Need a book? Engineering books recommendations...

Return to index: [Subject] [Thread] [Date] [Author]

Re: Min. Reinforcement in Pedestals

[Subject Prev][Subject Next][Thread Prev][Thread Next]
Dear Richardson

Thank you for your response. It helps me a lot.

Best Regards,
Ali Karimzadegan

----- Original Message -----
From: "Daryl Richardson" <h.d.richardson(--nospam--at)shaw.ca>
To: <seaint(--nospam--at)seaint.org>
Sent: Sunday, December 30, 2001 12:15 AM
Subject: Re: Min. Reinforcement in Pedestals


> Mr. A. Karimzadegan,
>
> Having read most of the other correspondence related to your question I
> am given to understand that you have a large diameter pedestal on a
> foundation.  Presumably this is to support a tank or a large diameter
> process vessel which requires a footing larger than the pedestal.  If it
> were some rectangular equipment I would expect the pedestal to conform
> to the shape of the equipment; however, this is not important.
>
> The pedestal should contain enough reinforcing to resist any tensile or
> bending loading; in addition, the surface should have sufficient
> reinforcement to resist cracking due to sudden changes in surface
> temperature (actually, sudden reductions in temperature which would put
> the surface in tension).
>
> I haven't calculated the surface reinforcing requirement for years.
> Once upon a time, the first time I was faced with the problem, I did do
> some calculations.  As I recall we eventually decided to use the code
> requirement for minimum (temperature) reinforcing in slabs, 0.002*Ag,
> and assuming a 12" (300 mm) "slab" for the surface of the pedestal.  A
> quick run through the arithmetic indicates about 0.3 square inches per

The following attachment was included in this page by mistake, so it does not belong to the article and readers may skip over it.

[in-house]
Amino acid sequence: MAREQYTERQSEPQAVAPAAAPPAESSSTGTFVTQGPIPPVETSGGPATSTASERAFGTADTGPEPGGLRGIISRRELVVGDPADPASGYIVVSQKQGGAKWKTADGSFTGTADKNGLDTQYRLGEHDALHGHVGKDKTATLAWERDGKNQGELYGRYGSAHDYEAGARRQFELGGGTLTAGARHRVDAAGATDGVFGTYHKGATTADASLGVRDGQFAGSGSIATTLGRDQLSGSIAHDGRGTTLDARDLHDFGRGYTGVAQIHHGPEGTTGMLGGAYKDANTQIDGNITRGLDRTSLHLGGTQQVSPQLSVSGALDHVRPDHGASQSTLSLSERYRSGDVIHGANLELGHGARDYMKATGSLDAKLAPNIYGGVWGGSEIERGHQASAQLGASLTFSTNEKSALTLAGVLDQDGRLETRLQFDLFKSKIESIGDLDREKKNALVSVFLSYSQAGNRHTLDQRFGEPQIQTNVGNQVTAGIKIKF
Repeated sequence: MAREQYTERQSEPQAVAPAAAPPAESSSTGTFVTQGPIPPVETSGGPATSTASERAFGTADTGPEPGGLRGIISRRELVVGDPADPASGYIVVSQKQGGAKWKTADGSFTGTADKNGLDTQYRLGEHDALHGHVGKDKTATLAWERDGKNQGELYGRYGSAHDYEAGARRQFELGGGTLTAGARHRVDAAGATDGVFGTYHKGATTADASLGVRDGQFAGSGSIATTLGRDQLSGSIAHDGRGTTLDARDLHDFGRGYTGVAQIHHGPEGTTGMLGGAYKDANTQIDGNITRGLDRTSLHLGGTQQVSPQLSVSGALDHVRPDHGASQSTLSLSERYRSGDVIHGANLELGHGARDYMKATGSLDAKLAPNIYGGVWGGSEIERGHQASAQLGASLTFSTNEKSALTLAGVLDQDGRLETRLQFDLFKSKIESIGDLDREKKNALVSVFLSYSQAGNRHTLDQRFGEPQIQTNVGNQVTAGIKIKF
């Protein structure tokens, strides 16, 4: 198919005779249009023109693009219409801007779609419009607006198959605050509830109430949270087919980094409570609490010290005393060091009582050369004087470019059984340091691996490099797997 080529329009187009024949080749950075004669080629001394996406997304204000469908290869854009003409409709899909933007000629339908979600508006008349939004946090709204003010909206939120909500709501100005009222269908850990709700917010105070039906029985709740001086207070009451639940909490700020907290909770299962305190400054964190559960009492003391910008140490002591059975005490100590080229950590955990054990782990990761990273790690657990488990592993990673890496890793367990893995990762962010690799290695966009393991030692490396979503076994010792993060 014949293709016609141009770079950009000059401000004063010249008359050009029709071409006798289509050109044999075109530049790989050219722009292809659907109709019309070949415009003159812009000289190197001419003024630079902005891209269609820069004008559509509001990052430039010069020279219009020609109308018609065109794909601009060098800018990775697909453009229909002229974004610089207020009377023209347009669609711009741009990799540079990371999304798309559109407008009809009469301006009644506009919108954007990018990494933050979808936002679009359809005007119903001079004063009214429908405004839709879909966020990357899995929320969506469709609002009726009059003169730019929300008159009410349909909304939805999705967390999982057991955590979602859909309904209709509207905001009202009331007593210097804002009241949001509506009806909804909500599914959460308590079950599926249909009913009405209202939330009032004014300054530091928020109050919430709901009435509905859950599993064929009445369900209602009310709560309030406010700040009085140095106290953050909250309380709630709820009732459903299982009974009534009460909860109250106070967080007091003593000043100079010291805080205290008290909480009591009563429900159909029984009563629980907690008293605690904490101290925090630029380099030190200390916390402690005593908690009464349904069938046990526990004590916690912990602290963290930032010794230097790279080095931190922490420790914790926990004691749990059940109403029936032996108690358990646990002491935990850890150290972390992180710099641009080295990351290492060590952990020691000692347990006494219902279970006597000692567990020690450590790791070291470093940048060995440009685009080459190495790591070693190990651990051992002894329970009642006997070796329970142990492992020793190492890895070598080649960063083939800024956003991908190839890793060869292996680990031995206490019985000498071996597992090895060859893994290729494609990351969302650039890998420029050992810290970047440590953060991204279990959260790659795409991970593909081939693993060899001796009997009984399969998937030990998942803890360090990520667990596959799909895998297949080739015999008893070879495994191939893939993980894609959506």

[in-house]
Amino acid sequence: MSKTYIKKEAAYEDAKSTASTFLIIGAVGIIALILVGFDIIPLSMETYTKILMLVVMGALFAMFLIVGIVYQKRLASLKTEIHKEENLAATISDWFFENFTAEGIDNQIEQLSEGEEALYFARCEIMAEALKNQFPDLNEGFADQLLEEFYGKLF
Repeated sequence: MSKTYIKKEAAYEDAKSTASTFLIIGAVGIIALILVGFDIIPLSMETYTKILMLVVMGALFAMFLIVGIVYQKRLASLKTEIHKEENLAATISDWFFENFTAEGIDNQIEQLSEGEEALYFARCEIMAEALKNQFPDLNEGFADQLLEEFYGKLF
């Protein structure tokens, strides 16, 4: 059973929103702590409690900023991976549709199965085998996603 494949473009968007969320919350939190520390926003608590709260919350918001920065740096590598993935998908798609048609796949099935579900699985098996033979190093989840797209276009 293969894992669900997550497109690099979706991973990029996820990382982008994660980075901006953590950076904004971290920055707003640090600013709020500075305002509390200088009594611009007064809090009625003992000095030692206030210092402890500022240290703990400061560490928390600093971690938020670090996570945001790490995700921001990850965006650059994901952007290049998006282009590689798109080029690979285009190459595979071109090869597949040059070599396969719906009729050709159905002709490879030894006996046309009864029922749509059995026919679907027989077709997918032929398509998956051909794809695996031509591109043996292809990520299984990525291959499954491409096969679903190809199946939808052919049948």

> foot (600 square millimeters per meter); which  equates to #5 (15 mm)
> bars at 12" (300 mm).  This is, admittedly, a bit arbitrary; but every
> engineer I know does it this way and none of us has had any problems
> using this as a minimum for surface reinforcing.
>
> If you really want to do some calculations you might estimate the
> largest temperature drop (for the surface) that can occur in a one hour
> period and calculate the tensile stresses using the formula
>
> Stress = E*Alpha*Delta(T)
>
> and assume all of this temperature drop reduces to zero 12 inches below
> the surface.  Doing that (using english units) you get something like
>
> E = 3,000,000
> Alpha = 0.000,006,5 / degree Fahrenheit
> Delta(T) = 20 degrees Fahrenheit in the air (assumed)
> (note that the air-to-concrete boundary layer will reduce Delta(T) in
> the concrete to about 20% or 4 degrees Fahrenheit.
>
> This results in 78 p.s.i. Tension at the surface or 5616 pounds per foot
> (in each direction, of course) for the surface 12".  This would amount
> to about 15,000 p.s.i. in a #5 bar if the bars resisted ALL of the
> tensile stress.  Although I would normally use #5 bars at 12" I did